By: Jason Songe, Seminarian, Archdiocese of New Orleans
I wait. I sit on my heels. Disillusioned. Disoriented. Conned. I wait and nothing comes. But I remember:
“She who is the Mother of Sorrows and the Mother of Consolations can understand you completely and help you.”–St. John Paul II
“Let us run to Mary, and, as her little children, cast ourselves into her arms with a perfect confidence.”–Saint Francis de Sales
…………….I’m six years old. I run across the throne room to Mother Mary sitting in her big chair. I cast myself into Her arms with a perfect confidence. She holds me tight as I fold my shoulders inward toward my chest and nuzzle into Her neck with a tranquilized smile. Sublime. Her chin rests on my hair. Her blue mantle is canvassed with diamonds. Diamonds upon diamonds upon diamonds. It covers me, and I use it to dry my tears from minutes ago. The tears turn to diamonds.
My rest is short, as Mary turns my attention to two swords that hang on the wall. She asks me to retrieve them. I get up and analyze them, perceiving their weight. I take a deep breath, and when I try to lift one, it turns into a rosary, and so does the other. I look at both rosaries. One is made of different kinds of wood(like something you’d make a cross from) and the other is made of red agate stone(like something you’d make a chalice from). I take the wood and give Her the stone. We sit down together and pray “The Sorrowful Mysteries.” I recite the “Hail Mary’s,” and as Mary announces each mystery, She shares very unique insights…………….
Bishop Robert Barron of Word on Fire devoted two of his homilies to the image of the Virgin Mary as a Warrior Queen. Listen to one in audio form here and watch the other at the bottom of the page. He points to the “fighting words” in the Magnificat and the battle between Mary and the dragon in Revelation Chapter 12. He says:
“Mary is a warrior opposed by the dragon and she commands this impossibly powerful army of angels. That is very good news for us. She’s more powerful than the dragon…let’s join the struggle with her. We fight with love, justice, compassion, and forgiveness. We fight with the Rosary. The ‘Hail Mary’ calls upon the Warrior Queen, the Commander of the angels.”
But, why and how is She so powerful?
She is the new Ark of The Covenant. She is filled with grace. She is the wise woman who observed and collected into Her mind all the ways in which Her Son fought evil and all the ways in which evil attempted to fight Her Son.
Blessed Columba Marmion was a 19th century Irish monk who signed his letters “E. de M.”(Enfant de Marie or Child of Mary) He says that “Mary was associated so intimately with all the mysteries of our salvation that at her Assumption into heaven Jesus crowned her not only with glory but also with power.”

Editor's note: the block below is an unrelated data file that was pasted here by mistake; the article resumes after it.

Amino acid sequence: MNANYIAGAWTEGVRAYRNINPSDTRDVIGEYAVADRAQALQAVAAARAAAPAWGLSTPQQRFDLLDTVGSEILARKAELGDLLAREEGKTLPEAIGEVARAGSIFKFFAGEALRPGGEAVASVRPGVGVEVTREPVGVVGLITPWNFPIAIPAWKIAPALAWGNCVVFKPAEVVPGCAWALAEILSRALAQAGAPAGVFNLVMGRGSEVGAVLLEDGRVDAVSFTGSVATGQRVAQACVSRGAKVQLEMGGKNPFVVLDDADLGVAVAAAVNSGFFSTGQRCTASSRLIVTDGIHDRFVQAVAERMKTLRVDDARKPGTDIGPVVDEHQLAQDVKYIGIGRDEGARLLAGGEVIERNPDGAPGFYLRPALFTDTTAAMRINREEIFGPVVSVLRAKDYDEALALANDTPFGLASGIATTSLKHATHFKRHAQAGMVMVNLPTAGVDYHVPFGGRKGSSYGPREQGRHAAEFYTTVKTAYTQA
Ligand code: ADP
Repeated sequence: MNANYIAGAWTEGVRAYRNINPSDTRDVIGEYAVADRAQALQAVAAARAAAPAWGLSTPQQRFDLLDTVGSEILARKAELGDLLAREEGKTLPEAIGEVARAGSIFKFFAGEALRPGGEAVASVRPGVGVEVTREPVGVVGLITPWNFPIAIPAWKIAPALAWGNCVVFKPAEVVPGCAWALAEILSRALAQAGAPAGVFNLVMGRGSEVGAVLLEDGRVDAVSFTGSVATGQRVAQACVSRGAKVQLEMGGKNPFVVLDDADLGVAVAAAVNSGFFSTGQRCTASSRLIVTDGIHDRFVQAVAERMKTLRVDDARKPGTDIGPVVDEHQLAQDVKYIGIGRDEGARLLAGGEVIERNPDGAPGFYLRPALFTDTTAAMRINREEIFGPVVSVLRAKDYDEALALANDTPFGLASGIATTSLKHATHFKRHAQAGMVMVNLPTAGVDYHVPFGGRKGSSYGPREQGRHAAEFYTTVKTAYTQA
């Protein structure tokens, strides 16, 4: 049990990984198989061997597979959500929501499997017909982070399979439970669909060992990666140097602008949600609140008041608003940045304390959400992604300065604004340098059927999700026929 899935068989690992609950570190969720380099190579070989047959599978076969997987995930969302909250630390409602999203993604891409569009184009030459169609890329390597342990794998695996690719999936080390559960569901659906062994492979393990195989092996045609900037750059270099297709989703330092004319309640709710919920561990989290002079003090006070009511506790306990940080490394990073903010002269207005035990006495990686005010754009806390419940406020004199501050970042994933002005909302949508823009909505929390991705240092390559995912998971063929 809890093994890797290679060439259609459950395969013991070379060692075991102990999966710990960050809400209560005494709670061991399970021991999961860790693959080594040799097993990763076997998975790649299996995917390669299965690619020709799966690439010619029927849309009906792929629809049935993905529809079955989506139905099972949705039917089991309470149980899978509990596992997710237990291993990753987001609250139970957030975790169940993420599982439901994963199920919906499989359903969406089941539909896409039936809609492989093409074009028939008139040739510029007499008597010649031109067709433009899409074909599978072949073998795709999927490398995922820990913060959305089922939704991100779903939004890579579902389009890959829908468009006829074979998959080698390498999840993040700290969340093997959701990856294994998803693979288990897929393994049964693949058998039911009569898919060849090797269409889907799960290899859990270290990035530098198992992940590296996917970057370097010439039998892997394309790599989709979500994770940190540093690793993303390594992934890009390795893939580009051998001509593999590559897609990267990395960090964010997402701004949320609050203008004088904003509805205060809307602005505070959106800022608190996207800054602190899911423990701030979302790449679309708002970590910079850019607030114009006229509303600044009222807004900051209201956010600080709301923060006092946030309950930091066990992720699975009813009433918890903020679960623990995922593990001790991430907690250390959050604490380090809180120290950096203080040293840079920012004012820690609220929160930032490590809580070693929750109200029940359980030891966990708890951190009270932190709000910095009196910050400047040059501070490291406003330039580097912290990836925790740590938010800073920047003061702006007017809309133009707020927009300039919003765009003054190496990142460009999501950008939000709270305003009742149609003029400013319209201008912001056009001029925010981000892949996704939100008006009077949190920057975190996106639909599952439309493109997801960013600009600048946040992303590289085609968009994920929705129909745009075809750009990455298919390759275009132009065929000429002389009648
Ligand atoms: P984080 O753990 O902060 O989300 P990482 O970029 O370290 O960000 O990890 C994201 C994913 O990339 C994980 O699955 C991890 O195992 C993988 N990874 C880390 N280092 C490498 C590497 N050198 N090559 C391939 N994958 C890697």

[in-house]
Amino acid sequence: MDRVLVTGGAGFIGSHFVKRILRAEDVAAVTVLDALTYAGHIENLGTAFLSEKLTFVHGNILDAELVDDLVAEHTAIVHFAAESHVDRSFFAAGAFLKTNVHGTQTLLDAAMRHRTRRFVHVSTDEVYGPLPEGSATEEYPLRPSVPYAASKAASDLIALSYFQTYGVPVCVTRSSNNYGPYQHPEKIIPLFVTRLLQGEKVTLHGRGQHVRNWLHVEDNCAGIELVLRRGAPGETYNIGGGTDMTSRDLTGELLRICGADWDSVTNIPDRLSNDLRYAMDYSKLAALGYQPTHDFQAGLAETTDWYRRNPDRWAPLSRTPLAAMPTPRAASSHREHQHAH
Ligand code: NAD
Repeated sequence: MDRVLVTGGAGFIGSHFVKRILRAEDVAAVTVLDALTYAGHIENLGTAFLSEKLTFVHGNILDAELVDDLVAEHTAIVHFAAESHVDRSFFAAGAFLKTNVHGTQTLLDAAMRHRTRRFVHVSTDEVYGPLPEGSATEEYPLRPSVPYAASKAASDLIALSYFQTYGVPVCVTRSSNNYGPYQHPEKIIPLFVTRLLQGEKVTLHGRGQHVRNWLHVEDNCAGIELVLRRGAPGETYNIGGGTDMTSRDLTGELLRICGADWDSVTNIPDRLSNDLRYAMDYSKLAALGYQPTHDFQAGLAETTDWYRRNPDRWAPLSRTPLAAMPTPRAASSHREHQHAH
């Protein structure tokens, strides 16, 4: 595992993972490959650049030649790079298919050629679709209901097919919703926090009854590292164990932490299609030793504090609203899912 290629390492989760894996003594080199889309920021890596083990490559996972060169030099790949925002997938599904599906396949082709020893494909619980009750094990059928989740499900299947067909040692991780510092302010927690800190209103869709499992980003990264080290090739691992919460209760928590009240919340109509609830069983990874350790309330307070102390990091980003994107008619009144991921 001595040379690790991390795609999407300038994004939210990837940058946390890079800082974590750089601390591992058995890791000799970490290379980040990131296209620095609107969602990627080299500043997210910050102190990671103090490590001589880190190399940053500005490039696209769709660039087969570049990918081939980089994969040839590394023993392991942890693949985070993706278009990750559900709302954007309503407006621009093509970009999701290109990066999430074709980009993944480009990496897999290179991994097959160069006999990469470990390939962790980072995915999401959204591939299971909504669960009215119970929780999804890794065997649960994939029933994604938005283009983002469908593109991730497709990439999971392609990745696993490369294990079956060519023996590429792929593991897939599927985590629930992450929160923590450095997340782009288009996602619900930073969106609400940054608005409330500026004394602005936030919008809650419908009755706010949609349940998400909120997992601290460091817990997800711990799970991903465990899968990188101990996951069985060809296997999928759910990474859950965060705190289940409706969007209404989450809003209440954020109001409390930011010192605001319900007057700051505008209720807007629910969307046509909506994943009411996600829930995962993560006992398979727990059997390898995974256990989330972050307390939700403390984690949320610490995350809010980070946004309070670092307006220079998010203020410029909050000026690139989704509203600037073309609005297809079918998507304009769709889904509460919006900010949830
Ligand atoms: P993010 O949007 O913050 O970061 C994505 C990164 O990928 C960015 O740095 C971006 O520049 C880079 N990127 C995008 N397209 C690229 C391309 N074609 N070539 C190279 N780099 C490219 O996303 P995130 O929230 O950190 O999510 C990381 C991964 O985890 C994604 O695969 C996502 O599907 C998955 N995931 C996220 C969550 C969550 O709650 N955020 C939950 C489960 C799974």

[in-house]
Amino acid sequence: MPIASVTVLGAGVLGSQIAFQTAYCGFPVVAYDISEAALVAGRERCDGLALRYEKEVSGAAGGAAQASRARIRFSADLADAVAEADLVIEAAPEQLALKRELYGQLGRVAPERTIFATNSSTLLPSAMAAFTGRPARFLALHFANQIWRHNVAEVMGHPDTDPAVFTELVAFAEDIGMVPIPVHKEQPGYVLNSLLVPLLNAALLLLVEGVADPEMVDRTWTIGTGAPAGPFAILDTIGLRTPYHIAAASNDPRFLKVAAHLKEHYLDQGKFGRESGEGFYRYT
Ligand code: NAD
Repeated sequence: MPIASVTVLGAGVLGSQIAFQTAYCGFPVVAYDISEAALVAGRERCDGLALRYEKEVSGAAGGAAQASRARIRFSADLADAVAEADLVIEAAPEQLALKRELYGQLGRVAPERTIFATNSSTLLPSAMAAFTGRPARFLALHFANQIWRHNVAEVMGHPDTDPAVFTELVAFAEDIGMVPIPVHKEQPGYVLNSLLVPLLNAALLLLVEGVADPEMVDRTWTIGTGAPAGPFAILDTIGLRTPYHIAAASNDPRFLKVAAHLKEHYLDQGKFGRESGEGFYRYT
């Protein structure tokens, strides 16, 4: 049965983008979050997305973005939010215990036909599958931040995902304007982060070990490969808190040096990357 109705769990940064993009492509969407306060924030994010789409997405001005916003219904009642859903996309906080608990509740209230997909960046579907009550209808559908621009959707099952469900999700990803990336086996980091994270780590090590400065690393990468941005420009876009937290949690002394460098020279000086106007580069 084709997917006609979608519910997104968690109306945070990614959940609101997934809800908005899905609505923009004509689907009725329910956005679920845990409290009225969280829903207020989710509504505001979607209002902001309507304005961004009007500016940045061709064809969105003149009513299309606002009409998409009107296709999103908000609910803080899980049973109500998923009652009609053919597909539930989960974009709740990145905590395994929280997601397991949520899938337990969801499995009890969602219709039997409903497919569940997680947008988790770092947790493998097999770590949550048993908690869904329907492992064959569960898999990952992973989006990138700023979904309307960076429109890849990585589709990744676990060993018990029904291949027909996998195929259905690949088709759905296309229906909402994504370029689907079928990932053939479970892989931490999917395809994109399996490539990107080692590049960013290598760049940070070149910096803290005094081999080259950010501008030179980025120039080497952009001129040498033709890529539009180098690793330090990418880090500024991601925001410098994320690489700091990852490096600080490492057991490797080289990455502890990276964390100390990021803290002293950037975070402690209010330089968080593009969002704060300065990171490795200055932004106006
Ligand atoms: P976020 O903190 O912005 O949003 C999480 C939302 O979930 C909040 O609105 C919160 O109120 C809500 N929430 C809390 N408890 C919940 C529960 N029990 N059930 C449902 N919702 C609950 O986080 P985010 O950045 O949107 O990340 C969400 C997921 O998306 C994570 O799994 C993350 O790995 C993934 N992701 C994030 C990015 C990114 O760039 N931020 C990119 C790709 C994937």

In Blessed Pius IX’s Ineffabilis Deus, his apostolic constitution on the Immaculate Conception, he teaches that Mary is powerful in that Satan has no power over her. He said, “Enmity exists between the Woman and the serpent only because She is never under his power through Original Sin.”
If you’re wondering how this powerful-mighty-warrior tack aligns with the Biblical meek-humble-servant tack, writer Peter Kwasniewski reminds us Mary also showed grit and courage while on Earth.
“Our Lady stood under the cross when nearly everyone else fled, and in the darkness of faith offered up her most precious treasure, her own flesh and blood, to the heavenly Father,” he said in an article for The New Liturgical Movement.
“In trial or difficulty I have recourse to Mother Mary, whose glance alone is enough to dissipate every fear.”–Saint Therese of Lisieux
Certain moments and places in history have cried out to Mary for protection. Joelle Mellon wrote The Virgin Mary in The Perceptions of Women: Mother, Protector, and Queen. In the book she says that during the reign of Elizabeth I, English Catholics, who faced death or imprisonment for practicing their faith, gave Mary a new title: Mother of Power.
“English priests presented Mary as accessed through the Rosary as a warrior. The beads began to be thought of as a holy weapon that could set Satan’s armies to flight,” Mellon writes.
St. Louis de Montfort’s weapon was also the Rosary. He was a 17th century French priest whose method of consecration to the Virgin Mary was lauded by several popes. He thought of Mary as a spiritual warrior whose efforts could be intensified according to the needs of Her children and the will and redemptive plan of God.
“In these latter times Mary must become as terrible as an army in battle array to the devil and his followers, ” he said. “She must shine forth more than ever in power and grace; in power, to combat the enemies of God who will rise up menacingly to seduce and crush by promises and threats all those who oppose them; in grace, to inspire and support the valiant soldiers and loyal servants of Jesus Christ who are fighting for His cause.”
About the Author: Jason Songe, Seminarian, Archdiocese of New Orleans
Jason is a seminarian in Second Pre-Theology.
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